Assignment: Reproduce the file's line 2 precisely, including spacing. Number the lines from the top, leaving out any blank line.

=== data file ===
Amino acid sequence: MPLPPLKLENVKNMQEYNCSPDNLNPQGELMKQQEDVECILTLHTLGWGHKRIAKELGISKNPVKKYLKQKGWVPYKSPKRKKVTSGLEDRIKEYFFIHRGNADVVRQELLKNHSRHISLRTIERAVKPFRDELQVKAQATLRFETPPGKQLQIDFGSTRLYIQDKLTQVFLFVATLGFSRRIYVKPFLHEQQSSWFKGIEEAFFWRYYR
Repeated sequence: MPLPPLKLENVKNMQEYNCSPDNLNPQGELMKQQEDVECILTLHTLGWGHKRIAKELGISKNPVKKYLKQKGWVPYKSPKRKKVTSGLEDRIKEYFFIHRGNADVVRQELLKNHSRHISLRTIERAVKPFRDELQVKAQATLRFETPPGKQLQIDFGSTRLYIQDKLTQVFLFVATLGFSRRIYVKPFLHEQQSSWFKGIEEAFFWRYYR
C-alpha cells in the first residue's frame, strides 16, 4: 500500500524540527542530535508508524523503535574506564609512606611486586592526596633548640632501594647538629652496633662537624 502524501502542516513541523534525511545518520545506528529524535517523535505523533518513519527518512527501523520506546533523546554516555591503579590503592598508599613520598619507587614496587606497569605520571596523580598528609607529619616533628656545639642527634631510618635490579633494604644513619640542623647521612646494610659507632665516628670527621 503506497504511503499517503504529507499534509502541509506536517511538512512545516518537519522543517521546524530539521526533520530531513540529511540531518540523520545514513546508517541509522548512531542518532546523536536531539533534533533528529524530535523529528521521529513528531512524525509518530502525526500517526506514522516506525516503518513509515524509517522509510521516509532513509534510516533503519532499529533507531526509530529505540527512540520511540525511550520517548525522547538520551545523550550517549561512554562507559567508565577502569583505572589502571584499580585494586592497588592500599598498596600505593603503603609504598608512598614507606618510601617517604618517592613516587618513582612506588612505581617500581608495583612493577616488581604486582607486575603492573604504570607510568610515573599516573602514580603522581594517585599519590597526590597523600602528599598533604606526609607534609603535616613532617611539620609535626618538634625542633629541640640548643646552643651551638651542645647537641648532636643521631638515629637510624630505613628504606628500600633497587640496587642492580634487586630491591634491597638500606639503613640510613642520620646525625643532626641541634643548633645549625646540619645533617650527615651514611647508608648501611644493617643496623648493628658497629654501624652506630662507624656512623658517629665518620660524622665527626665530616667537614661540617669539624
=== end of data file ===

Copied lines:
Repeated sequence: MPLPPLKLENVKNMQEYNCSPDNLNPQGELMKQQEDVECILTLHTLGWGHKRIAKELGISKNPVKKYLKQKGWVPYKSPKRKKVTSGLEDRIKEYFFIHRGNADVVRQELLKNHSRHISLRTIERAVKPFRDELQVKAQATLRFETPPGKQLQIDFGSTRLYIQDKLTQVFLFVATLGFSRRIYVKPFLHEQQSSWFKGIEEAFFWRYYR